Four Democratic senators have called for an investigation of the Commodity Futures Trading Commission's (CFTC) release in mid-July of an interim report absolving futures market speculators of blame in the run-up of oil prices, when the CFTC allegedly knew the report's data was flawed. The report was issued just days before a Senate vote to curb speculation was blocked.
The CFTC denied the senators' claims, with a spokesman saying that the report contained "as accurate and up-to-date information" as was available on July 22 when the report was issued.
The charges center around a growing dispute as to whether institutional investors, such as pension funds trading in the futures market, should be classified as speculators since they do not trade physical natural gas as do commercial traders, which use the futures market to hedge their physical positions. The senators asked for an investigation by the CFTC's inspector general.
"We are greatly disturbed that although CFTC staff obviously knew that underlying data used to prepare the interim report was seriously flawed, the interim report was nonetheless publicly released" on July 22, as the Senate was debating anti-speculation legislation, wrote Sens. Ron Wyden of Oregon, Byron Dorgan of North Dakota, Maria Cantwell of Washington and Bill Nelson of Florida in a letter Thursday to CFTC Inspector General A. Roy Lavik.
"We also request that you investigate the suspicious timing of the interim report. The unannounced interim report was released just a few days before a key Senate vote on a pending bill related to speculation in the oil markets. The report...appears to have been created and released to influence that Senate vote..."
<>The interim report, prepared by the Interagency Task Force on Commodity Markets, which the CFTC chairs, found that fundamental supply and demand factors were largely the cause of escalating oil prices in the futures market, not the "excessive" energy speculation that Senate and House Democrats suspected (see NGI, July 28).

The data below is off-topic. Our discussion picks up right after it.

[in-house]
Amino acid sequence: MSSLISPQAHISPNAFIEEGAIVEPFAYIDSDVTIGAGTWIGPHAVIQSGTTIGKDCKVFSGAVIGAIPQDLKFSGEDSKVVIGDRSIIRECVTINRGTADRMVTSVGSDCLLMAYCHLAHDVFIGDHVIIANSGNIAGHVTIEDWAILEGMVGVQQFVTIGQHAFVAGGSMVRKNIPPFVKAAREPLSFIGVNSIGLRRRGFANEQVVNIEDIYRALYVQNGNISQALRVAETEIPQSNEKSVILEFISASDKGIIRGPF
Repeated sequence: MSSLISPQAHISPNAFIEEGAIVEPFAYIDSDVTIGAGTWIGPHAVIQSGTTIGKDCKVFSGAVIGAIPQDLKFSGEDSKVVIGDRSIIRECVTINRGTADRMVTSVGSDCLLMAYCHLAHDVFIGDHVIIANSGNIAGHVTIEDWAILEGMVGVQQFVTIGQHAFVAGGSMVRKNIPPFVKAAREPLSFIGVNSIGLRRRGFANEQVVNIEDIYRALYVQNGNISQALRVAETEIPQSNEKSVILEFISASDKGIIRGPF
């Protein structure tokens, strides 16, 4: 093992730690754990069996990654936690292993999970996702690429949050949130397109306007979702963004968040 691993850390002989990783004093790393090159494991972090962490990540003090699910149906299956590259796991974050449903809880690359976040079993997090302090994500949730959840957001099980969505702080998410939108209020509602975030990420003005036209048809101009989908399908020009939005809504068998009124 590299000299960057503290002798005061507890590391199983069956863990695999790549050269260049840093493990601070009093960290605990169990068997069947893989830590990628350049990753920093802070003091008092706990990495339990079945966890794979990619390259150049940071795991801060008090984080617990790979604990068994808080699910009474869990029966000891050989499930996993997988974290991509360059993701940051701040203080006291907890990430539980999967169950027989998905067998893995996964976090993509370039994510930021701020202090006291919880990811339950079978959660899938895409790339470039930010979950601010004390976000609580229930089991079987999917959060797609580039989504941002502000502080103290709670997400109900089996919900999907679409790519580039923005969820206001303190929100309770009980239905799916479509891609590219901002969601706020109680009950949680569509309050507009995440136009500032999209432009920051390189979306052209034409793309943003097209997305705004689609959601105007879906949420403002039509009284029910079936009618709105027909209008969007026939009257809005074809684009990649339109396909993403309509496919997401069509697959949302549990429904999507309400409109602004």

The interim report analyzed daily price changes and position changes by various trader groups and combinations of trader groups between January 2003 and June 2008, saying there was little evidence that daily position changes by any of the trader subcategories, including swaps dealers and hedge funds, systematically preceded price changes.
The senators contend the report's conclusion was based on incorrect data about the role of noncommercial traders in the futures market. "On July 18, just days before the interim report was issued, the CFTC staff issued a special announcement revealing that speculative investors played a larger role in oil trading than the CFTC staff realized. In fact, speculative, noncommercial trading [by managed funds, pension funds and other institutional investors, for example] accounted for nearly half of the oil trading on the New York Mercantile Exchange (Nymex)," they told the CFTC inspector general.
"In short, CFTC staff determined that based upon additional data obtained as a result of a special data call to select market participants, it had been incorrectly classifying a significant number of noncommercial trades carried out by a single large trader as commercial. This 'reclassification,' which represented approximately 10% of the Nymex crude oil futures and options positions, essentially raises the percent of Nymex oil trades official attributable to speculative investors to 48% from 38%."
The interim report issued in July did not reflect this reclassification, according to the senators. But a CFTC spokesman said the report "contained all of the reclassified data."
The timing of the task force report was five days before a Democratic bill to rein in energy speculation was blocked in the Senate by Republicans (S. 3268). The Senate's 50-43 vote was short of the 60 affirmative votes (three-fifths of the 100 senators) required to close debate and move forward on the bill (see NGI, July 28).
The report carried extra weight because the other members of the task force include staff from the departments of Agriculture, Energy, and the Treasury, the board of governors of the Federal Reserve System, the Federal Trade Commission and the Securities and Exchange Commission.
The senators called on the CFTC inspector generation to "investigate the process by which the interim report was prepared and released, including but not limited to the decision on timing of the public release, the decision to characterize the information contained in the report not only as accurate, but as the best available data, and to identify the individuals involved in making these decisions," they said.
Because analysis of the commodity markets is of the "greatest national concern," they requested that the matter be given the "highest priority," and that the findings be reported to Congress by no later than Sept. 12. The final task force report on speculation in energy commodity markets is due to be released in mid-September.
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